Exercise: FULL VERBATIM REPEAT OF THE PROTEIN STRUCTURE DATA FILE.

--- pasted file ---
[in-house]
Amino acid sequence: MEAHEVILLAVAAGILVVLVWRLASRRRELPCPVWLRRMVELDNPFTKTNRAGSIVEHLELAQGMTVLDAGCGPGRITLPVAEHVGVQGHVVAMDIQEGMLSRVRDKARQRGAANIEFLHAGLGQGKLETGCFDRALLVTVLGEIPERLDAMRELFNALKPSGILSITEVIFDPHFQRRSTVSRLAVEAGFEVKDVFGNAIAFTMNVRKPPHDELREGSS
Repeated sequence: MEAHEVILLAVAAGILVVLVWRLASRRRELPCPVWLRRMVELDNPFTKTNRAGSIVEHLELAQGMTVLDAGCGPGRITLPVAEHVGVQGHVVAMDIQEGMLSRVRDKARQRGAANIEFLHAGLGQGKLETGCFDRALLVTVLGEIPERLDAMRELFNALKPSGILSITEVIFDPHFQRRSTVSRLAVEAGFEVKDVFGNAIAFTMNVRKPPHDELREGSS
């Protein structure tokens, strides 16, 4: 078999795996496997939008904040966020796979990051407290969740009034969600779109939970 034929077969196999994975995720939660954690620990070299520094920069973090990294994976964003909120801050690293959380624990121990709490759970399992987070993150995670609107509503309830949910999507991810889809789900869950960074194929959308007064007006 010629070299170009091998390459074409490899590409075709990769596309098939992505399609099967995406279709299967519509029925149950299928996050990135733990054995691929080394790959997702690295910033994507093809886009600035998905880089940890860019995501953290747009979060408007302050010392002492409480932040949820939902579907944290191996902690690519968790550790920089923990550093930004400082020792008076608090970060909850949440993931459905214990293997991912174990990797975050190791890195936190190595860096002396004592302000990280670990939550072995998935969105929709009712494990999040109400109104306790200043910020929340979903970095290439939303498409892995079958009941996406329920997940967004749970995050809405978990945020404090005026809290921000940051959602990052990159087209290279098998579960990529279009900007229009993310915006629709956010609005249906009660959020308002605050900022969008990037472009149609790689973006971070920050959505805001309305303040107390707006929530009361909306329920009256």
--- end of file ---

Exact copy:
[in-house]
Amino acid sequence: MEAHEVILLAVAAGILVVLVWRLASRRRELPCPVWLRRMVELDNPFTKTNRAGSIVEHLELAQGMTVLDAGCGPGRITLPVAEHVGVQGHVVAMDIQEGMLSRVRDKARQRGAANIEFLHAGLGQGKLETGCFDRALLVTVLGEIPERLDAMRELFNALKPSGILSITEVIFDPHFQRRSTVSRLAVEAGFEVKDVFGNAIAFTMNVRKPPHDELREGSS
Repeated sequence: MEAHEVILLAVAAGILVVLVWRLASRRRELPCPVWLRRMVELDNPFTKTNRAGSIVEHLELAQGMTVLDAGCGPGRITLPVAEHVGVQGHVVAMDIQEGMLSRVRDKARQRGAANIEFLHAGLGQGKLETGCFDRALLVTVLGEIPERLDAMRELFNALKPSGILSITEVIFDPHFQRRSTVSRLAVEAGFEVKDVFGNAIAFTMNVRKPPHDELREGSS
């Protein structure tokens, strides 16, 4: 078999795996496997939008904040966020796979990051407290969740009034969600779109939970 034929077969196999994975995720939660954690620990070299520094920069973090990294994976964003909120801050690293959380624990121990709490759970399992987070993150995670609107509503309830949910999507991810889809789900869950960074194929959308007064007006 010629070299170009091998390459074409490899590409075709990769596309098939992505399609099967995406279709299967519509029925149950299928996050990135733990054995691929080394790959997702690295910033994507093809886009600035998905880089940890860019995501953290747009979060408007302050010392002492409480932040949820939902579907944290191996902690690519968790550790920089923990550093930004400082020792008076608090970060909850949440993931459905214990293997991912174990990797975050190791890195936190190595860096002396004592302000990280670990939550072995998935969105929709009712494990999040109400109104306790200043910020929340979903970095290439939303498409892995079958009941996406329920997940967004749970995050809405978990945020404090005026809290921000940051959602990052990159087209290279098998579960990529279009900007229009993310915006629709956010609005249906009660959020308002605050900022969008990037472009149609790689973006971070920050959505805001309305303040107390707006929530009361909306329920009256």